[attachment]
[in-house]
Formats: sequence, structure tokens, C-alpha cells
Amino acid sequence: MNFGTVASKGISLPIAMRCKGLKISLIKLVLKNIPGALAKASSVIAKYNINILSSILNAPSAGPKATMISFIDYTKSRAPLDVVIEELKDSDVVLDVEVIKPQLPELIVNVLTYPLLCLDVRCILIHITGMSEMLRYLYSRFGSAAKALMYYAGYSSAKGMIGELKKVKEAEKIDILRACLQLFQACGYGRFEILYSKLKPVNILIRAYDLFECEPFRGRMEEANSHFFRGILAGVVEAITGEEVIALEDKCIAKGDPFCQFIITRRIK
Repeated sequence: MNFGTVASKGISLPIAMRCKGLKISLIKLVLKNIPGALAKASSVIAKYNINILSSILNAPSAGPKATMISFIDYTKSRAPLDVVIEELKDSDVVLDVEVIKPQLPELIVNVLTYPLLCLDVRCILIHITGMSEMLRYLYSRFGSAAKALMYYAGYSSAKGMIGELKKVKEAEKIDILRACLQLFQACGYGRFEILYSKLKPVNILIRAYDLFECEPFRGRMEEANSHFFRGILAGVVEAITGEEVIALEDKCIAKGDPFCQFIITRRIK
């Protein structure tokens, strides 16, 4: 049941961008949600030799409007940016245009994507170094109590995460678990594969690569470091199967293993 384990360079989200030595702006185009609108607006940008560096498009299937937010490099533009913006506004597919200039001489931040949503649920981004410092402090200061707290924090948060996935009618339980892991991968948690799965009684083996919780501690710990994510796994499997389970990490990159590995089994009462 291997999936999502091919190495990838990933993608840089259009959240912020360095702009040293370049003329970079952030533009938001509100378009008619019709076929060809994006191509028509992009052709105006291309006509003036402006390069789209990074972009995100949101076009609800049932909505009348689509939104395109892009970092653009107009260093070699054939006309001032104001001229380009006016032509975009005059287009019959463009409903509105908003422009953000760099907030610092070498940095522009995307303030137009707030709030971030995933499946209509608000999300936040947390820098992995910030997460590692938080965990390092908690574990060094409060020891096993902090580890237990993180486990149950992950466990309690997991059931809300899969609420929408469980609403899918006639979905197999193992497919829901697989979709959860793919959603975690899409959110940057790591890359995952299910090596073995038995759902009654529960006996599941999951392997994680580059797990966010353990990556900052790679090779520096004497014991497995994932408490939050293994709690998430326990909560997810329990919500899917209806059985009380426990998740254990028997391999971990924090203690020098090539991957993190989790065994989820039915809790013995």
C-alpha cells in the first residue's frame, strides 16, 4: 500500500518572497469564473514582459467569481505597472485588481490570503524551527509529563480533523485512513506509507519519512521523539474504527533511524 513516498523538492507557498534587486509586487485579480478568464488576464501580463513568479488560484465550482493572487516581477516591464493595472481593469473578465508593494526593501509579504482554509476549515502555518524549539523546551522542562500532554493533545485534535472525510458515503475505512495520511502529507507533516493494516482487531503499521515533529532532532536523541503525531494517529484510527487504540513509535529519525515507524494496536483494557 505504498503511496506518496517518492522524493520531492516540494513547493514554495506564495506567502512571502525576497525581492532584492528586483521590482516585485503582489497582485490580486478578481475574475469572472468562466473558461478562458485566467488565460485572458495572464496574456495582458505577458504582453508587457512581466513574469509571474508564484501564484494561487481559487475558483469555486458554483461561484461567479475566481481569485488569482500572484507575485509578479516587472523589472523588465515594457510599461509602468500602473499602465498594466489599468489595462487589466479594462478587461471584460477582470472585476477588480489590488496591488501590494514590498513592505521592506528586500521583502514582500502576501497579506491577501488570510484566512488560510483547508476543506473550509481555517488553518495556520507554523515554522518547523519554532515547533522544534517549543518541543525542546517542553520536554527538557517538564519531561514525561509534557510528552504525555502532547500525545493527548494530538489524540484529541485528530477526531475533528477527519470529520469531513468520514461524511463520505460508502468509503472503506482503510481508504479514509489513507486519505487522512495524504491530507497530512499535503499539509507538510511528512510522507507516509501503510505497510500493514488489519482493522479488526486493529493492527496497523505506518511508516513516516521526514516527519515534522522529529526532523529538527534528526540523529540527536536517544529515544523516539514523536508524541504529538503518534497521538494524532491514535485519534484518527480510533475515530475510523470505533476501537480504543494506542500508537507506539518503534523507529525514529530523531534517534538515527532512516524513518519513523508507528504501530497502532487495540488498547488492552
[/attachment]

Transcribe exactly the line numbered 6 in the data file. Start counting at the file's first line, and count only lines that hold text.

C-alpha cells in the first residue's frame, strides 16, 4: 500500500518572497469564473514582459467569481505597472485588481490570503524551527509529563480533523485512513506509507519519512521523539474504527533511524 513516498523538492507557498534587486509586487485579480478568464488576464501580463513568479488560484465550482493572487516581477516591464493595472481593469473578465508593494526593501509579504482554509476549515502555518524549539523546551522542562500532554493533545485534535472525510458515503475505512495520511502529507507533516493494516482487531503499521515533529532532532536523541503525531494517529484510527487504540513509535529519525515507524494496536483494557 505504498503511496506518496517518492522524493520531492516540494513547493514554495506564495506567502512571502525576497525581492532584492528586483521590482516585485503582489497582485490580486478578481475574475469572472468562466473558461478562458485566467488565460485572458495572464496574456495582458505577458504582453508587457512581466513574469509571474508564484501564484494561487481559487475558483469555486458554483461561484461567479475566481481569485488569482500572484507575485509578479516587472523589472523588465515594457510599461509602468500602473499602465498594466489599468489595462487589466479594462478587461471584460477582470472585476477588480489590488496591488501590494514590498513592505521592506528586500521583502514582500502576501497579506491577501488570510484566512488560510483547508476543506473550509481555517488553518495556520507554523515554522518547523519554532515547533522544534517549543518541543525542546517542553520536554527538557517538564519531561514525561509534557510528552504525555502532547500525545493527548494530538489524540484529541485528530477526531475533528477527519470529520469531513468520514461524511463520505460508502468509503472503506482503510481508504479514509489513507486519505487522512495524504491530507497530512499535503499539509507538510511528512510522507507516509501503510505497510500493514488489519482493522479488526486493529493492527496497523505506518511508516513516516521526514516527519515534522522529529526532523529538527534528526540523529540527536536517544529515544523516539514523536508524541504529538503518534497521538494524532491514535485519534484518527480510533475515530475510523470505533476501537480504543494506542500508537507506539518503534523507529525514529530523531534517534538515527532512516524513518519513523508507528504501530497502532487495540488498547488492552